The good news is that product analytics can help companies increase AOV with relatively little effort.  

This is a strategy I recommend for all of our ecommerce customers who want to move the needle on AOV:

Figure out your median cart value. With product analytics, finding the median cart value takes just a few clicks. (Note: I use median instead of average cart value because it controls better for unusual outliers that might throw the numbers off.) 

Once you know your median cart value, offer free shipping for orders starting at 10% above that number. It’s a small enough increase that customers are likely to purchase just a little bit more to get that attractive free shipping offer. This pushes up your median cart value, and your AOV increases along with it. 

This process sounds simple, and with the right product analytics in place, it can be. But finding your median cart value without product analytics is tricky and time-consuming. You can ask data analysts to use BI tools to figure it out, but we’ve already gone over how that can add a lot of wait time to your project, and you won’t have access to real-time, up-to-date information whenever you need it.  

A Mixpanel report that shows median cart value for a store
With accessible product analytics, anyone can gather these insights, make changes, and track how those changes impact AOV over time.

Create marketing campaigns designed for long-term benefits 

When you compare two marketing campaigns, you can easily see which one performs best by comparing conversion rates.

But when you dig a little bit deeper, the answer gets more complicated. 

Let’s say you have two campaigns: one with a 5% off voucher code and one for 20% off. 

Twenty percent is a very attractive discount. Chances are that the offer will see a higher conversion rate. You might conclude that is the higher-performing campaign.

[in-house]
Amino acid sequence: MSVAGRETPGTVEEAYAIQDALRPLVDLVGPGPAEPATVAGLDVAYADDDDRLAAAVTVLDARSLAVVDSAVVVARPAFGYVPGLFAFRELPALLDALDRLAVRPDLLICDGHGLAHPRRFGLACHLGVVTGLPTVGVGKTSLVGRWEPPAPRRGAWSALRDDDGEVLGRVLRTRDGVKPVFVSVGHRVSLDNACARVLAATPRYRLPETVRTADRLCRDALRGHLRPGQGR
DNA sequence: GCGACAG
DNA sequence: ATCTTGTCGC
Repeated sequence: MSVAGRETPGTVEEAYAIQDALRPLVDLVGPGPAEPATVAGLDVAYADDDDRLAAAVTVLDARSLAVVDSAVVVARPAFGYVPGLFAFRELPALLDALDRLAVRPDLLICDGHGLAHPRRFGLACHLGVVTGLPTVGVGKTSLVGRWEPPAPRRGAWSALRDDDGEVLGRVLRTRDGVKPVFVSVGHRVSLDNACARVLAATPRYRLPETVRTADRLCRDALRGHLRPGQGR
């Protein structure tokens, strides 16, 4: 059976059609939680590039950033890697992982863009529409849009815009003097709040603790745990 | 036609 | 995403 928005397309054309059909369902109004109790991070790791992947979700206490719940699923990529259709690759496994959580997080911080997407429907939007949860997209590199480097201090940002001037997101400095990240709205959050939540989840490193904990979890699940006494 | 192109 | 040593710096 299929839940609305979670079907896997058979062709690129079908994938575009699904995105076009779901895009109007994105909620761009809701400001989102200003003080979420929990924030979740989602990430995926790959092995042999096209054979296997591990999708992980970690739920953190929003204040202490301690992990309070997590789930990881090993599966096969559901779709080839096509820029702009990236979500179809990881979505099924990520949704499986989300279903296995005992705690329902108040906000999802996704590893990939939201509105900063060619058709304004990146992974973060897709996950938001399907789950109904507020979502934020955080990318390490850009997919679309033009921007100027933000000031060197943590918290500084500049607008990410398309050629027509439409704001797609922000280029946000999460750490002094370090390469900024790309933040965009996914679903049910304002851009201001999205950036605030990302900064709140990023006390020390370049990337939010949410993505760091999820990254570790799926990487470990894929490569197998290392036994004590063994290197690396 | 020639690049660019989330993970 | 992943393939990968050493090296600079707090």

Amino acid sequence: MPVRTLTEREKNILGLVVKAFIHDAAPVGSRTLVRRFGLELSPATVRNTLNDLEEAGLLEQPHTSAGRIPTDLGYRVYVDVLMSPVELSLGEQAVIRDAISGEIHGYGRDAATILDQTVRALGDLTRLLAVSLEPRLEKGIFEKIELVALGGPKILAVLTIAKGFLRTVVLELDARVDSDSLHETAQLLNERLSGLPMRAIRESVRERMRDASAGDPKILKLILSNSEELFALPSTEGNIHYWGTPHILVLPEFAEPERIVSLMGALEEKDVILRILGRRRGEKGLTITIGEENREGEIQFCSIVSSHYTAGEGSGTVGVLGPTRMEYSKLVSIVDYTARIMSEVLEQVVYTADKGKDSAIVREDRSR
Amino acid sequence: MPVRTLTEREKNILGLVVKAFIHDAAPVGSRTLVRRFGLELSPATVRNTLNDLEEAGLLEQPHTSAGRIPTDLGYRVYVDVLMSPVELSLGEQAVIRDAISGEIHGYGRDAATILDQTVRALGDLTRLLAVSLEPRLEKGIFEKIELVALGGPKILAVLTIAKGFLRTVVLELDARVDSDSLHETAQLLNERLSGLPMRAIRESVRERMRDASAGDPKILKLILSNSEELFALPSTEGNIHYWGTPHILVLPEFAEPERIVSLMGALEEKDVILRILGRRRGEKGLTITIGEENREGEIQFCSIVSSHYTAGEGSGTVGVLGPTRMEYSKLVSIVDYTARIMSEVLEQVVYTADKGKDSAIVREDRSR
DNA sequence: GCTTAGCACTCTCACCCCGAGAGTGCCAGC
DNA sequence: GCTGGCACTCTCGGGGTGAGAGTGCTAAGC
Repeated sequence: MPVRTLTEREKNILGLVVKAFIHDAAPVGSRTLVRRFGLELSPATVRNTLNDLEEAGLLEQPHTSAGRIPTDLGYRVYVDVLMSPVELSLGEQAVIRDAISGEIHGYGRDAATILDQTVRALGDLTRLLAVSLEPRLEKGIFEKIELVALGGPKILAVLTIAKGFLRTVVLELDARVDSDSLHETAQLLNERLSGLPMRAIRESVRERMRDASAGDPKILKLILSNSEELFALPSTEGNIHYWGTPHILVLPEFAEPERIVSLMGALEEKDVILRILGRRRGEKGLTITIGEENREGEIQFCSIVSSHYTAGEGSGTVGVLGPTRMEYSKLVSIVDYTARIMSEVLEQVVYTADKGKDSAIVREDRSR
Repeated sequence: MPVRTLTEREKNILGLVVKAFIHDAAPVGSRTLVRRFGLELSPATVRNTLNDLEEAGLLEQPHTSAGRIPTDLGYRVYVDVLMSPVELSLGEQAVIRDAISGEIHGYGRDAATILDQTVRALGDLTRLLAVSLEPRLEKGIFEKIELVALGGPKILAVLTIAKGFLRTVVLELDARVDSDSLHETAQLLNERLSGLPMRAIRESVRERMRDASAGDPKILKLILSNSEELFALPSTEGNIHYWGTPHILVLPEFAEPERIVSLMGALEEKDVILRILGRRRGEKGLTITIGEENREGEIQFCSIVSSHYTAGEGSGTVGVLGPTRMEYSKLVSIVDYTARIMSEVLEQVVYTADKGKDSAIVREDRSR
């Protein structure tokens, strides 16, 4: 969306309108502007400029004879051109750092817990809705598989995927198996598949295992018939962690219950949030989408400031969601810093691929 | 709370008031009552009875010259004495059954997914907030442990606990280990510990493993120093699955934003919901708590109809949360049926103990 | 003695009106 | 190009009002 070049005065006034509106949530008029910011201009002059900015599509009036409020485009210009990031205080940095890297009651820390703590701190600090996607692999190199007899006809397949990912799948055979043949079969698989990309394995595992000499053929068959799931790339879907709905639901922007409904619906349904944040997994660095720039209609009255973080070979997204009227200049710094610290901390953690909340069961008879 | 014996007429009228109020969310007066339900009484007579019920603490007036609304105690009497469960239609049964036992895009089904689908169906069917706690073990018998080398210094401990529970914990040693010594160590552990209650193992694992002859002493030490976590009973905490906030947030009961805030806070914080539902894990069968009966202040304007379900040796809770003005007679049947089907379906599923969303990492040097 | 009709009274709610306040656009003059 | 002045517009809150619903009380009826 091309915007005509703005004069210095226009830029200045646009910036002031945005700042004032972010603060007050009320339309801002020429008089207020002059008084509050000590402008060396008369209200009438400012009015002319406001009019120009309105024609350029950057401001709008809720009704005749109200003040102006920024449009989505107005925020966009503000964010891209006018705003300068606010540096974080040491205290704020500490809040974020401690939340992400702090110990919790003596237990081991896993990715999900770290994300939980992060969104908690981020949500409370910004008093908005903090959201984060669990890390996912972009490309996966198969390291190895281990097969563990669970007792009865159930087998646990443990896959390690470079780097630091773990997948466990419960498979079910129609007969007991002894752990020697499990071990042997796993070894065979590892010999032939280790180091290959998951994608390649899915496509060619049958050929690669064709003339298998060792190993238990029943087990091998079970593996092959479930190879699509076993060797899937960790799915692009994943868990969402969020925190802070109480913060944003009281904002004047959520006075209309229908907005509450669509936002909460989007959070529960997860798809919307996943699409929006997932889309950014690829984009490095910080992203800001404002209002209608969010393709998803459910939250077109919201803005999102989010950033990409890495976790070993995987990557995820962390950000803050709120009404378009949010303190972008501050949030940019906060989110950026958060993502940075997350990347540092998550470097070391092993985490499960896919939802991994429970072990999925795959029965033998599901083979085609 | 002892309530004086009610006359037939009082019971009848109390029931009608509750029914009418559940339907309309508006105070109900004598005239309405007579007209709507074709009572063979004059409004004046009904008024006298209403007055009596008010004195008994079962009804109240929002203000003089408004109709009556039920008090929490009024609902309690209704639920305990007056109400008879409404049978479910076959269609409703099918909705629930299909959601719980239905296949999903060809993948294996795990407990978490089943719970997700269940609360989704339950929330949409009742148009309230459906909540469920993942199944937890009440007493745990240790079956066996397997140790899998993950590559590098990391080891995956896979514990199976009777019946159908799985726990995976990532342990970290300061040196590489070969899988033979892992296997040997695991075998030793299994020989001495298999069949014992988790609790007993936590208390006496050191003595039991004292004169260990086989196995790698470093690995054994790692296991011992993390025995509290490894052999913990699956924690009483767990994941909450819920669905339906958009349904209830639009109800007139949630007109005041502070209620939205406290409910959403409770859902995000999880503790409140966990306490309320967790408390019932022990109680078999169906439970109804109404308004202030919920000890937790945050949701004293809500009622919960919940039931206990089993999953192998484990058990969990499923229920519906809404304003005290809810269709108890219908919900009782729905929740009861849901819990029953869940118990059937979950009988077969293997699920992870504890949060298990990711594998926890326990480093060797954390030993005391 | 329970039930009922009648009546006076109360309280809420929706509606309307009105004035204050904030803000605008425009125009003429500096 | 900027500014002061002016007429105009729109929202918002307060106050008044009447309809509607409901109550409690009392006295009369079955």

But when you look at user behavior, you realize that customers using the 20% voucher are taking 14 days to convert. Users with the 5% voucher are converting in five days. 

If a user who normally purchases every five days becomes a user who purchases every 14 days, the 20% voucher might be getting positive results in the short term, but it’s negatively affecting your purchase cycle in the long term. Unless conversion rates on the 20% voucher are high enough to be worth it, your campaign is doing more harm than good. 

Over time, that can affect order volume and profit margins. What looks like a successful marketing campaign can hinder your company’s long-term success. 

Ecommerce companies need product analytics

As I mentioned at the top, ecommerce is a competitive industry. Companies that don’t invest in their user experience will quickly get left behind. Product analytics is the key to accessing real-time insights that can have a strong impact on a company’s bottom line. Instead of just counting conversions, it allows you to track user behavior before and after conversions

But in my opinion, combining marketing and product analytics is the ultimate sweet spot: All of your data is pulled from the same sources, so you eliminate discrepancies or duplicates, and your processes are more streamlined. With the right analytics, ecommerce companies can power their growth and stay ahead of the competition.